And Now, 30 Seconds of “South Park” Genius

Thanks very much to the commenter Gary who sihzaendky
just sent this video in
! (And if anyone can figure out the embed code, so I could put the clip here, instead of the link — please send it along!) – L.

14 Responses to And Now, 30 Seconds of “South Park” Genius

  1. Nicole G May 30, 2013 at 9:42 am #

    You can’t embed it, that has been disabled

  2. Cin May 30, 2013 at 1:23 pm #


  3. Kelly D. May 30, 2013 at 1:33 pm #

    HA! I love the last bit where they are all standing there wearing their “Child Trackers” under the children playing sign. Still laughing!

  4. 20percentcooler May 30, 2013 at 5:53 pm #

    Check this out, Lenore. A prime example of “worst first” thinking with ice cream trucks.
    A little off topic, I know, but I felt as if something had to be said

  5. 20percentcooler May 30, 2013 at 5:56 pm #

    Also, in the article I posted I would like to make note of “sex offenders who worked for ice cream companies” and “taking every precaution we can think of to protect our children from sexual predators.” But if these are “sexual predators” as defined by today’s standards (as seen in a previous post), why is everyone so hyped up about it?

  6. Ryan May 30, 2013 at 11:02 pm #

    The version of this clip on the South Park website has an embed code you can copy when you hover your mouse over the video:

    It comes from season 6 episode 11’s “Child Abduction is Not Funny.” It’s hilarious (and, of course, NSFW). Watch it here:

  7. Lissa May 31, 2013 at 1:41 am #

    That whole episode is pretty fantastic. Once they hear the statistic that most child abductions are perpetrated by a parent, they send all the kids off on their own because they’re “not safe with them”.

  8. k scott May 31, 2013 at 6:54 am #

    Have you seen this one?

  9. Gary May 31, 2013 at 11:14 am #

    ::bows:: you’re welcome, you’re welcome

  10. Gary May 31, 2013 at 11:16 am #

    “they send all the kids off on their own because they’re “not safe with them”.

    goddamm mongorians…

  11. James May 31, 2013 at 12:28 pm #

    Re: the ice cream truck story, I actually think ice cream truck drivers are one of the few instances where background checks are appropriate. There’s a difference between “by default, trust adults” and “trust all adults.” The typical adult a kid encounters — a teacher, a neighbor, a stranger on the bus, another kid’s parent — is basically a random person going about their life. But the ice cream truck driver is a person who’s gone out of their way to get into a position where they have lots of unsupervised contact with lots of kids. It’s not unreasonable to check and see if they’re a sex offender.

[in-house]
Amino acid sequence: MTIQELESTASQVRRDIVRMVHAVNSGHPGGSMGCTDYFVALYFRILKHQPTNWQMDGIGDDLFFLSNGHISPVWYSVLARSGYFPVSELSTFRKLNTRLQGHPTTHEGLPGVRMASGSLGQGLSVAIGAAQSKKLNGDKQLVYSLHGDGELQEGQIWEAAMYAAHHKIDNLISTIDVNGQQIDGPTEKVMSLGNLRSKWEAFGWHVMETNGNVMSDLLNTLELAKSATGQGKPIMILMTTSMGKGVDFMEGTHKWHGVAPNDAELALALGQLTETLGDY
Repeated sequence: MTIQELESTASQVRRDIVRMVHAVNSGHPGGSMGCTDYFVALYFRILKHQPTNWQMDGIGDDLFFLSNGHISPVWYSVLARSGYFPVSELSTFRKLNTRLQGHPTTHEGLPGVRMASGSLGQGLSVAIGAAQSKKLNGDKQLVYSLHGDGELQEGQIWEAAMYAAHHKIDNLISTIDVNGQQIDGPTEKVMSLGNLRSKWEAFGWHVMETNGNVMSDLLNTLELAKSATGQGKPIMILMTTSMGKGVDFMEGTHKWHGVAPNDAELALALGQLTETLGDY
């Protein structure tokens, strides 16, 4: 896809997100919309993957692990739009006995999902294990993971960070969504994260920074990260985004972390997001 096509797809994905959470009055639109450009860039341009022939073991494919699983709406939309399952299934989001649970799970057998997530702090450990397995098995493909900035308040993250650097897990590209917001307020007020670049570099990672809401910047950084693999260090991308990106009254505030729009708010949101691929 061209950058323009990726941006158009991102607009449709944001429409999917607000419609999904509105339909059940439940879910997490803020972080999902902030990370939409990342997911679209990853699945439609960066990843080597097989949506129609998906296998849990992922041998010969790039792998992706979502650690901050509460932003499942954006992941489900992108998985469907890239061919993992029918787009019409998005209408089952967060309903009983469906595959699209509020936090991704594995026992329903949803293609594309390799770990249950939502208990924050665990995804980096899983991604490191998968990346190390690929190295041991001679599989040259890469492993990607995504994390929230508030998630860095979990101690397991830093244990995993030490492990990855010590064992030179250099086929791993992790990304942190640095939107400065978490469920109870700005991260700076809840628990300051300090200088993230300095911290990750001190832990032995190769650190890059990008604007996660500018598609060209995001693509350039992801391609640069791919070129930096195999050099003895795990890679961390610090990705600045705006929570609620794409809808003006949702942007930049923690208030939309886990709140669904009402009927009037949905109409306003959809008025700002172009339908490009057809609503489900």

12. Papilio May 31, 2013 at 1:06 pm #

    And I was already completely happy watching Lenore on coffee:
    You were really enjoying yourself, weren’t you Lenore? I’ve seen an older version of the same talk not too long ago, but you had me laughing all over again 😀

  13. oncefallendotcom June 1, 2013 at 8:04 pm #

    Lenore, you should watch the entire episode “Child Abduction Is Not Funny.” Later in the episode, they get a Chinese guy to build a “Great Wall” around the city so strangers can’t enter the city; after the media reports most child abductions are committed by their parents, the parents exile their children from the city. It is over the top, but it isn’t too far away from the truth.

    You should also watch “The Wacky Molestation Adventure” as well, where the bad kid Eric Cartman teaches the other children how to falsely accuse their parents of “molestering” them.

    Of interesting note, Isaac Hayes (the guy who played the iconic role “Shaft”) was the voice of “Chef.” Hayes had a falling out with the South Park people and quit because they made an episode poking fun of Scientology, Hayes’s religion. After Hayes left the show, South Park created an episode where the Chef character was brainwashed into becoming a “pedophile” and they killed the character off in grand fashion.

  14. Amanda Matthews June 6, 2013 at 5:46 pm #

    @James unsupervised? I can’t think of a single time during my childhood that my interaction with an ice cream truck driver was unsupervised. It was always out in the open, with – at the very least – other kids within a few feet, and countless houses with windows and people inside them surrounding us; even the kids that weren’t outside would rush to the windows when they heard the jingle. Heck my kids are allergic to ice cream, and have never even purchased ice cream from the ice cream truck, but they still rush to the windows or to the front yard when they hear the jingle, and watch the truck.

    The ice cream truck driver is just going about his life and doing his job. If I feared my kids getting molested, I would be much more afraid of teachers (plenty of alone time with children), friends’ parents (plenty of opportunity for grooming, excuses for my kid to sleep over at their house and such) etc. The ice cream truck driver would either have to park the truck, get out, and molest kids with dozens of onlookers, or manage to grab a kid with no one seeing, and the kid not calling out for help, banging on the sides etc. as they were driven off – which can not be done all that quickly if the truck is actually filled with ice cream (and surely if an empty truck is going around the neighborhood playing the jingle purely to lure in kids, someone will notice).